But it got worse from there: JSONP – essentially JSON with padding – is intended to provide cross-origin resource sharing. Yes, it’s a tool to bypass the same-origin policy. By wrapping query results in a callback, you can take action based upon the result set without end user participation. Third-party code can make requests and process the results – easily hijacking the session – without the user being aware of what’s going on.
These are exactly the same vulnerabilities we saw with browsers, web servers, and database servers 10 years ago. Only the syntax is different. What’s worrisome is the rapid adoption rate of these platforms – cheap, fast, and easy is always attractive for developers looking to get their applications running quickly. But it’s clear that the platforms are not ready for production applications – they should be reserved for proofs of concept do to their complete lack of security controls.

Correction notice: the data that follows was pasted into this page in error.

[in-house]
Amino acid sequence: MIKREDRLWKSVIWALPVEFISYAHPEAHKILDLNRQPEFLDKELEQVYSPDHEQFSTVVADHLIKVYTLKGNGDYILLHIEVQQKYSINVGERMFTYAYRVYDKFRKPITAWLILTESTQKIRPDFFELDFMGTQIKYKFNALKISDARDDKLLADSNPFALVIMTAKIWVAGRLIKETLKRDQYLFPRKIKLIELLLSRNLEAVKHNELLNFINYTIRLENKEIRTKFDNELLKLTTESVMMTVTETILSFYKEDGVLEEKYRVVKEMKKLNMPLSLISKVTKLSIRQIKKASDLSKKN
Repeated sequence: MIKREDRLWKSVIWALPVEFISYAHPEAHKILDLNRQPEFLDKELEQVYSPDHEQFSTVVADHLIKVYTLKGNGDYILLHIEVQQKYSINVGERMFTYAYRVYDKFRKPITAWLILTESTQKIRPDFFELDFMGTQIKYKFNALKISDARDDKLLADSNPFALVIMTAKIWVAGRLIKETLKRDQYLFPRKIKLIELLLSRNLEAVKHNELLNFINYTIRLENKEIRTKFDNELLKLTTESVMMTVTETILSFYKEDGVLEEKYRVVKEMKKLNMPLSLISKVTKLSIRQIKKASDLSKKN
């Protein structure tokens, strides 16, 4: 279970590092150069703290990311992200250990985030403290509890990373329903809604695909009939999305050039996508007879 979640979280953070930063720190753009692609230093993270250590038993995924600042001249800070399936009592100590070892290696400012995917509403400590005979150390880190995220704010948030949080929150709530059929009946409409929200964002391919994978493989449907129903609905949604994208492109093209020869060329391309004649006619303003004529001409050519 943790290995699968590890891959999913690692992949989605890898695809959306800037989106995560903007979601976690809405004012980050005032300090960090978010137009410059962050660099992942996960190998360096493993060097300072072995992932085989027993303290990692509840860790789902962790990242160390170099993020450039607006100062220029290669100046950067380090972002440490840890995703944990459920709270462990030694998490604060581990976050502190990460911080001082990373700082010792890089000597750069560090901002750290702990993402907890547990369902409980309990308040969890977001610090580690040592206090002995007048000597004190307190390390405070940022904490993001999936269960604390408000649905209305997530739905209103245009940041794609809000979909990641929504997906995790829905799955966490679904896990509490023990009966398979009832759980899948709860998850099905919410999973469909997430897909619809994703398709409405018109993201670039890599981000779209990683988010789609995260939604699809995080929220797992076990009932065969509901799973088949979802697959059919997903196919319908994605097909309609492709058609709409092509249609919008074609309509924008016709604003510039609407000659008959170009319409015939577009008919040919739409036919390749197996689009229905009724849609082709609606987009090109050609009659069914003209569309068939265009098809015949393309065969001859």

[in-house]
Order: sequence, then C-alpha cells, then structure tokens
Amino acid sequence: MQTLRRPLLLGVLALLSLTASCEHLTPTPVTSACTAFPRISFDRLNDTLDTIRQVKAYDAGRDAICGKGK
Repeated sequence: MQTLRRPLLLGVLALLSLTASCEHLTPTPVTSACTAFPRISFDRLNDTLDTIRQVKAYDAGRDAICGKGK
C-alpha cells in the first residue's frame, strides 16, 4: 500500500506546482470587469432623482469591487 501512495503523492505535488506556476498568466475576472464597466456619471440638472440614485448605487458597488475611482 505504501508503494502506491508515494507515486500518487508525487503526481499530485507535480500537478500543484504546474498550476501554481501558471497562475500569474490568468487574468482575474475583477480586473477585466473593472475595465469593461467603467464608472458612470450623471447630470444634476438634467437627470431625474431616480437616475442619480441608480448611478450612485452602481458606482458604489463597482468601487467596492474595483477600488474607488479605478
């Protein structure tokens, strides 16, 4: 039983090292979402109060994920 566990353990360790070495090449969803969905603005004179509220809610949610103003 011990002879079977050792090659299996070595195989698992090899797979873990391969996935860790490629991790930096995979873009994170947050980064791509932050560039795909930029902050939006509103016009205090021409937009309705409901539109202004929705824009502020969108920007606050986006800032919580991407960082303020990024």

I’ll update this post with a link when the slide deck is posted. It’s worth your time to review just how easy these compromises are, but he also provides a few hints for how to protect yourself at the end of the presentation.